Thursday, March 27, 2008

Playwrights Horizon: "Dead Man's Cell Phone" and "The Drunken City"

- Dead Man's Cell Phone, by Sarah Ruhl

Photo/Joan Marcus

Dead Man's Cell Phone is a marvelously quirky, beautiful love story. It's incredibly specific in tone, with poetics taking precedence over sense, but between Sarah Ruhl's easy control of language, Anne Bogart's gentle aesthetic minimalism, and the cast's unequivocal focus, the show works. It is, however, marred by a sloppier second act that reaches for extremes that end up blurring the precise magic of the first (and no wonder, given that Ruhl spent a year between acts). Sloppy or not, I've got no complaints at seeing more of the magnificent Mary-Louise Parker, who despite playing a mousy, timid do-gooder, is arresting even with her short, sparing snippets of text. Her physical control (and her powerful pauses -- I'd kill to see her do Albee or Pinter) fill in the rest of the blanks, and even seem to justify the aphorisms about cell-phones that are thrown around by the other characters, particularly the cool and direct Mrs. Gottlieb (Kathleen Chalfant) and her shadowed son, Dwight (David Aaron Baker), who anchor the show. It isn't so important that we make something of dead man Gordon's (T. Ryder Smith) monologue, or of Jean's arrival in a Beckett-like hell (think Play Without Words I), so much as we let the show, with its weird, wonderful rhythms, wash over us.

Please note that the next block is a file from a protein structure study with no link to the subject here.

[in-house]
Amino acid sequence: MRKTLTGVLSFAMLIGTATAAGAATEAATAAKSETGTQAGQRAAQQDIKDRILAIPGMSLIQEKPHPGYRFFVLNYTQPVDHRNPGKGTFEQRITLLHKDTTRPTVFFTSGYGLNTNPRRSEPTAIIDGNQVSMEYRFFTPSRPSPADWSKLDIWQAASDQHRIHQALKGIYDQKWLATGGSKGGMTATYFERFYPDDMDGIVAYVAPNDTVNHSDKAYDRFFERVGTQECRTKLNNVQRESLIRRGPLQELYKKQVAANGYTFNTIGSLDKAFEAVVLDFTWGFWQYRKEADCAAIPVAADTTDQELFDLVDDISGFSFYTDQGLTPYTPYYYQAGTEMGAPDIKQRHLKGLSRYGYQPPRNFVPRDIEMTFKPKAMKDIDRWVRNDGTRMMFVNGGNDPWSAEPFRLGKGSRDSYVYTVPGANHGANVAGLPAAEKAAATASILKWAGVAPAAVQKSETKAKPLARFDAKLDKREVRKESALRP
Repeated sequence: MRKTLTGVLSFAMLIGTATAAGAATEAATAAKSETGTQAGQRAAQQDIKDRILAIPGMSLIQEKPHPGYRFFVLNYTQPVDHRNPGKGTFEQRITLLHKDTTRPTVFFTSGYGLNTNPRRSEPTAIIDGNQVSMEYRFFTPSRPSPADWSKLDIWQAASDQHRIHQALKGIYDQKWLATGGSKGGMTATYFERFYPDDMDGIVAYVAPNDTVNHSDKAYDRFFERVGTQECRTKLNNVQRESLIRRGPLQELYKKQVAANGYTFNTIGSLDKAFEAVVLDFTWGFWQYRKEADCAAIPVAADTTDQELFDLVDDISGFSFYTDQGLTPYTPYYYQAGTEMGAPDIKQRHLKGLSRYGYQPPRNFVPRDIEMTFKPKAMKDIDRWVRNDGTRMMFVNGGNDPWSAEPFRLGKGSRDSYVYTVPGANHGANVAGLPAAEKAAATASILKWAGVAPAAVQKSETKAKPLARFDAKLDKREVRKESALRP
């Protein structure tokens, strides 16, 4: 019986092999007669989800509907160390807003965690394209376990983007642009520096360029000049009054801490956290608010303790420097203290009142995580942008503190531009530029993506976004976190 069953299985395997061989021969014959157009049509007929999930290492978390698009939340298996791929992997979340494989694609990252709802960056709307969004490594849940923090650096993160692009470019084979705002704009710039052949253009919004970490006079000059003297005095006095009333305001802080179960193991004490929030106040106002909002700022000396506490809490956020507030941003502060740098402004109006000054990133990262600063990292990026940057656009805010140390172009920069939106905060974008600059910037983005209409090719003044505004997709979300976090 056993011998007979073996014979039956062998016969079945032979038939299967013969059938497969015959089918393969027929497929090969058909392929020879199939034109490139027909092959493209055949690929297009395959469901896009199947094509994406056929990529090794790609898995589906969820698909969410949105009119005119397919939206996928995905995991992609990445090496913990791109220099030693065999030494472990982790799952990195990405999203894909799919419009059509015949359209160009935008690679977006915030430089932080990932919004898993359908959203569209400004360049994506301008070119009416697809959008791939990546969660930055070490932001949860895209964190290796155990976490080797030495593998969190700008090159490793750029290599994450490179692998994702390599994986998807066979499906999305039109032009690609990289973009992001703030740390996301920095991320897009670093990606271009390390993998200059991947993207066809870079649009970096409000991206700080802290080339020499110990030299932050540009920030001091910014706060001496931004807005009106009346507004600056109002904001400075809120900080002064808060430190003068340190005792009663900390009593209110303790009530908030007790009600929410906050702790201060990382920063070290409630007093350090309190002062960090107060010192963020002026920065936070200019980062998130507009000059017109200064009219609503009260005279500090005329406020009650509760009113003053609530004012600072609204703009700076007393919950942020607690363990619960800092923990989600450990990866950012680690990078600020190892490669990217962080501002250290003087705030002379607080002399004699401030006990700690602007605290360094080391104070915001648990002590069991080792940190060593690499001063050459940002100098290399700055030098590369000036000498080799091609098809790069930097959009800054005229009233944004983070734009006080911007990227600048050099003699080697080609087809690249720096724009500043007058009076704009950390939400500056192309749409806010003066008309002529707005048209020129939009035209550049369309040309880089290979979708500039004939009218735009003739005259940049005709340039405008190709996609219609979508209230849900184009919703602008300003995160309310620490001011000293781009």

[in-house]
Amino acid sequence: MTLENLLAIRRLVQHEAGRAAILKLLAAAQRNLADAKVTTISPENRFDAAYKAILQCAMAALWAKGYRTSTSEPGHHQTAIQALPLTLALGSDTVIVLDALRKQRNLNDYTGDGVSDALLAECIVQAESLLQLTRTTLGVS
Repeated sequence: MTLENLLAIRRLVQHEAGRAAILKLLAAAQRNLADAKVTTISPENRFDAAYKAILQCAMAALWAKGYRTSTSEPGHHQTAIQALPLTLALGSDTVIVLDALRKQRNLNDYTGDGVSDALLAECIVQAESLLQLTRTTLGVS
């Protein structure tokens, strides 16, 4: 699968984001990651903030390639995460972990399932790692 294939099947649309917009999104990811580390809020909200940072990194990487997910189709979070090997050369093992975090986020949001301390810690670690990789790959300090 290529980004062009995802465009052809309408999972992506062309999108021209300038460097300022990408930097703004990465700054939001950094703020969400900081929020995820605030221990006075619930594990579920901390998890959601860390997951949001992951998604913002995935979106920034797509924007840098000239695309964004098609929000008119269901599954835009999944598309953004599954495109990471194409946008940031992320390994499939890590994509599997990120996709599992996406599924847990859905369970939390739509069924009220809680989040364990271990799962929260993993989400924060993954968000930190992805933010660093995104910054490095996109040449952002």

- The Drunken City, by Adam Bock

The characters of The Drunken City all suffer from either loving too hard or being loved too hard; the problem is that just as the actors slip so well into the drunkenness of their roles, they also end up either overplaying their parts (Barrett Foa), or not going far enough (Alfredo Narciso). However, for this giddy, bubbly midnight hour (and twenty minutes) of play, Adam Bock totally pulls us into his world, with an exaggeratedly lush comic tone that turns into a rich, dry drama about the men and women trapped on the shaky ground of love (literally, thanks to David Korins's slick, sleek set). Trip Cullman's direction uses a chic and minimal modernity that fits "the City" and his actors, though sometimes unbalanced alone, make a wonderfully sloppy chorus. Cassie Beck, as the pressured Marnie, is a marvelous anchor, not wasting a single drop of talent even at her tipsiest; Maria Dizzia, as the jilted Melissa, makes the switch between carefree and cautious go down smoothly; and Sue Jean Kim, as Linda, is always good for another shot of comic relief.

Note: use code DCBL for $35 tickets to any performance of The Drunken City.

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